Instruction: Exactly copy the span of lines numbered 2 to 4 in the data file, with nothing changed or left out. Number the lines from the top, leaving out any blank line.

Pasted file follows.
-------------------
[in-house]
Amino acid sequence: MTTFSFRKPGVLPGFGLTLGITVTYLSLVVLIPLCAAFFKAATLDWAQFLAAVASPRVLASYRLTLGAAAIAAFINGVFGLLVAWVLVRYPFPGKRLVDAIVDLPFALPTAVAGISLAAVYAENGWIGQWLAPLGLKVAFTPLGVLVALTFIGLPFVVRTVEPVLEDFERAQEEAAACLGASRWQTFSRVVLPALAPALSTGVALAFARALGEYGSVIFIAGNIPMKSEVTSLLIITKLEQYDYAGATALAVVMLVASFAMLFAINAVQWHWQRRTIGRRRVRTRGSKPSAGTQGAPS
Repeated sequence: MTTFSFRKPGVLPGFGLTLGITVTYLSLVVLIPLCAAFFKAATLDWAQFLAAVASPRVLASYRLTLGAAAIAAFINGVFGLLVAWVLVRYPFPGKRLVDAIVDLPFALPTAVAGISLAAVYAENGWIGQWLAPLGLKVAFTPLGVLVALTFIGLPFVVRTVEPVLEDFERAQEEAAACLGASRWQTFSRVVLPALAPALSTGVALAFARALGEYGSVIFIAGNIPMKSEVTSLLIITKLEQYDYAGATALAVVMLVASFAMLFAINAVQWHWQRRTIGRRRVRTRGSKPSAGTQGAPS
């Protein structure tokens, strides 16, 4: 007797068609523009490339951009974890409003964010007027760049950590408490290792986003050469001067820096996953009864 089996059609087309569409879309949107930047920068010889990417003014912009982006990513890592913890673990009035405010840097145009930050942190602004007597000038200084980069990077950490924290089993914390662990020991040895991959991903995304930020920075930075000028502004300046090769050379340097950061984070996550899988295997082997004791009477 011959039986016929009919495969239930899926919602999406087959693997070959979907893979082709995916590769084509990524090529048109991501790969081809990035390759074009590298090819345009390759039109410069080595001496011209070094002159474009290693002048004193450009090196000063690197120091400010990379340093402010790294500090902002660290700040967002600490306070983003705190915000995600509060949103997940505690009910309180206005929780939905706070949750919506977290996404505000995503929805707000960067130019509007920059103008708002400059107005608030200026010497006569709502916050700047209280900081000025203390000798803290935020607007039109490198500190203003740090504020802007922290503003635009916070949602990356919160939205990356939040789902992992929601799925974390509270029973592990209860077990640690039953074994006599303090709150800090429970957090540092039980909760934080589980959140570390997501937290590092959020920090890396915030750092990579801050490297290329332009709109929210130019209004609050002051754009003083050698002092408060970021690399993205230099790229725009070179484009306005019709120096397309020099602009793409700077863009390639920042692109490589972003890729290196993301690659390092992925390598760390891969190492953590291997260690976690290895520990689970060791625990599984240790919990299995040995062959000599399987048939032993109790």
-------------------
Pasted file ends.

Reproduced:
Amino acid sequence: MTTFSFRKPGVLPGFGLTLGITVTYLSLVVLIPLCAAFFKAATLDWAQFLAAVASPRVLASYRLTLGAAAIAAFINGVFGLLVAWVLVRYPFPGKRLVDAIVDLPFALPTAVAGISLAAVYAENGWIGQWLAPLGLKVAFTPLGVLVALTFIGLPFVVRTVEPVLEDFERAQEEAAACLGASRWQTFSRVVLPALAPALSTGVALAFARALGEYGSVIFIAGNIPMKSEVTSLLIITKLEQYDYAGATALAVVMLVASFAMLFAINAVQWHWQRRTIGRRRVRTRGSKPSAGTQGAPS
Repeated sequence: MTTFSFRKPGVLPGFGLTLGITVTYLSLVVLIPLCAAFFKAATLDWAQFLAAVASPRVLASYRLTLGAAAIAAFINGVFGLLVAWVLVRYPFPGKRLVDAIVDLPFALPTAVAGISLAAVYAENGWIGQWLAPLGLKVAFTPLGVLVALTFIGLPFVVRTVEPVLEDFERAQEEAAACLGASRWQTFSRVVLPALAPALSTGVALAFARALGEYGSVIFIAGNIPMKSEVTSLLIITKLEQYDYAGATALAVVMLVASFAMLFAINAVQWHWQRRTIGRRRVRTRGSKPSAGTQGAPS
């Protein structure tokens, strides 16, 4: 007797068609523009490339951009974890409003964010007027760049950590408490290792986003050469001067820096996953009864 089996059609087309569409879309949107930047920068010889990417003014912009982006990513890592913890673990009035405010840097145009930050942190602004007597000038200084980069990077950490924290089993914390662990020991040895991959991903995304930020920075930075000028502004300046090769050379340097950061984070996550899988295997082997004791009477 011959039986016929009919495969239930899926919602999406087959693997070959979907893979082709995916590769084509990524090529048109991501790969081809990035390759074009590298090819345009390759039109410069080595001496011209070094002159474009290693002048004193450009090196000063690197120091400010990379340093402010790294500090902002660290700040967002600490306070983003705190915000995600509060949103997940505690009910309180206005929780939905706070949750919506977290996404505000995503929805707000960067130019509007920059103008708002400059107005608030200026010497006569709502916050700047209280900081000025203390000798803290935020607007039109490198500190203003740090504020802007922290503003635009916070949602990356919160939205990356939040789902992992929601799925974390509270029973592990209860077990640690039953074994006599303090709150800090429970957090540092039980909760934080589980959140570390997501937290590092959020920090890396915030750092990579801050490297290329332009709109929210130019209004609050002051754009003083050698002092408060970021690399993205230099790229725009070179484009306005019709120096397309020099602009793409700077863009390639920042692109490589972003890729290196993301690659390092992925390598760390891969190492953590291997260690976690290895520990689970060791625990599984240790919990299995040995062959000599399987048939032993109790």